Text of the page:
Chartered Accountants

                                                            York House

                                                            2-4 York Road

                                                            Felixstowe, Suffolk, IP11 7QG

~~~~~~~~~~~~~~~~~~~~~

This Annual Report and the Report and Financial Statement (Beatons) were accepted at The Annual General Meeting of the Trust Board held on 4th November 2012.

 

Louis Deliss M.B., Ch.B., F.R.C.S.

Chairman of the Trustees.

 


BRITISH PALAWAN TRUST ANNUAL REPORT 2011

Aims of the Trust.  “ ..to relieve sickness and suffering and preserve and protect the health of the people in Palawan in the Philippines particularly by the establishment and maintenance of an Orthopaedic Project.”

 

Registered Office:

                                               The Orthopaedic Department,

                                               The Ipswich Hospital,

Heath Road,

Ipswich, Suffolk, IP4 5P

 

Registered Charity number ~ 328651

 

Web site: www.britishpalawantrust.org.uk

 

BOARD OF TRUSTEES 2011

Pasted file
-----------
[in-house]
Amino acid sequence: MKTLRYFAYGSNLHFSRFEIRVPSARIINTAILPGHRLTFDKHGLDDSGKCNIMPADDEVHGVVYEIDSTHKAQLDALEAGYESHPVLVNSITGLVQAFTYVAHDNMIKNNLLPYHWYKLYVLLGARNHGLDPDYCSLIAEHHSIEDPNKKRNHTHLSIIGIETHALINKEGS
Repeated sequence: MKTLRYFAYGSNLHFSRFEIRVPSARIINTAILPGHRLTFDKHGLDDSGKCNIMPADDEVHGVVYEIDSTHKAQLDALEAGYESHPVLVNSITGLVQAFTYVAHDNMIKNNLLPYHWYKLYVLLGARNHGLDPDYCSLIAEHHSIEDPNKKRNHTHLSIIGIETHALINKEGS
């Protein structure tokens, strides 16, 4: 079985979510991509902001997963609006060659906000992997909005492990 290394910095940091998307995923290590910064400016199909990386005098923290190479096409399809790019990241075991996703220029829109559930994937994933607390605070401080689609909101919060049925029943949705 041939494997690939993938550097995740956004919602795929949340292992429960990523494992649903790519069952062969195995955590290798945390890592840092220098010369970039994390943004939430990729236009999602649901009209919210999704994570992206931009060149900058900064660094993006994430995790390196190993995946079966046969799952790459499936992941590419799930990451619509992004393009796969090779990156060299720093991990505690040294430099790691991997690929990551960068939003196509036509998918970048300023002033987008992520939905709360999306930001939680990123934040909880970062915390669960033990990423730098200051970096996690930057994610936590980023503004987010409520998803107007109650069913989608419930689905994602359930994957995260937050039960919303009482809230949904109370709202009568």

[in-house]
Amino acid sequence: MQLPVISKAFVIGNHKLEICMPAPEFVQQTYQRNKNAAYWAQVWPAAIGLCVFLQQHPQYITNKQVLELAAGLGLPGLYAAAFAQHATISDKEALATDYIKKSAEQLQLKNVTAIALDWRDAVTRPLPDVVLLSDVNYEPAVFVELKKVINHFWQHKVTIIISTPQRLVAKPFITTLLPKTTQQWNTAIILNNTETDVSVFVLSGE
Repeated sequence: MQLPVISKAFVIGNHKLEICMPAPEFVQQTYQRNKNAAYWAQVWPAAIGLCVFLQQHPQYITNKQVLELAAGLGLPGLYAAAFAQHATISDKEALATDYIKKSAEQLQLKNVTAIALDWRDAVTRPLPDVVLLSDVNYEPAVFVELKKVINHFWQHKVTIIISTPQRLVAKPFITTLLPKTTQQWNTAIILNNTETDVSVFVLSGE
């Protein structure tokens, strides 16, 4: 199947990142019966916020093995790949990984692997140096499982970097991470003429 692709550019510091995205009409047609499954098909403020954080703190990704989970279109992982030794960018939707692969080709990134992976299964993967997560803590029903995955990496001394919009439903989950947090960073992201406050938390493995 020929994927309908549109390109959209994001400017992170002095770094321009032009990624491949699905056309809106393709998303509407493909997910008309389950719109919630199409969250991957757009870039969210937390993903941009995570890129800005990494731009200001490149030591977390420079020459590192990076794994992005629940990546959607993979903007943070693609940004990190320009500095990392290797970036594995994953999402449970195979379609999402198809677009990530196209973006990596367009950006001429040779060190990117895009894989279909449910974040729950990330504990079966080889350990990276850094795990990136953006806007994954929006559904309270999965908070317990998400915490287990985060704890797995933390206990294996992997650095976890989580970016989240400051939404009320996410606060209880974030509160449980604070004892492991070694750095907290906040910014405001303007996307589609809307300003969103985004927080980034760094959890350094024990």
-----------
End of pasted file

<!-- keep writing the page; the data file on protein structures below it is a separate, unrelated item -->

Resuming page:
Mr. Louis Deliss FRCS.            Chairman.

Mr. Andrew Gibbs, BSc, FRCS.

Mr. Andrew Gunn, MA, FRCS.

Mr. Jeffrey Hallett, FRCS.

Mr. Ivan Hudson, FRCS.

Mr. John Powell, FRCS.

Mr. David Sharp, MD, FRCS.

Miss Clare Marx CBE, FRCS.

Mr. Mike Shanahan, FRCS.

Mr R Baxandall, FRCS (Orth).

Mr M Bowditch FRCS (Orth).

Mr J Hopkinson-Woolley FRCS (Orth).

Public Benefit Statement

The principle charitable purpose of the Trust is “the advancement of health” by providing medical care for the people of Palawan (population about 700,000) in particular the indigent people.   The medical care is specifically for those with orthopaedic conditions, congenital deformities and those affected by musculoskeletal trauma. We also provide for “the relief of those in need by reason of disability” a Community Based Rehabilitation Service.   In addition we work for “the advancement of education” through a Training Centre where we teach our methods to other health care workers and doctors.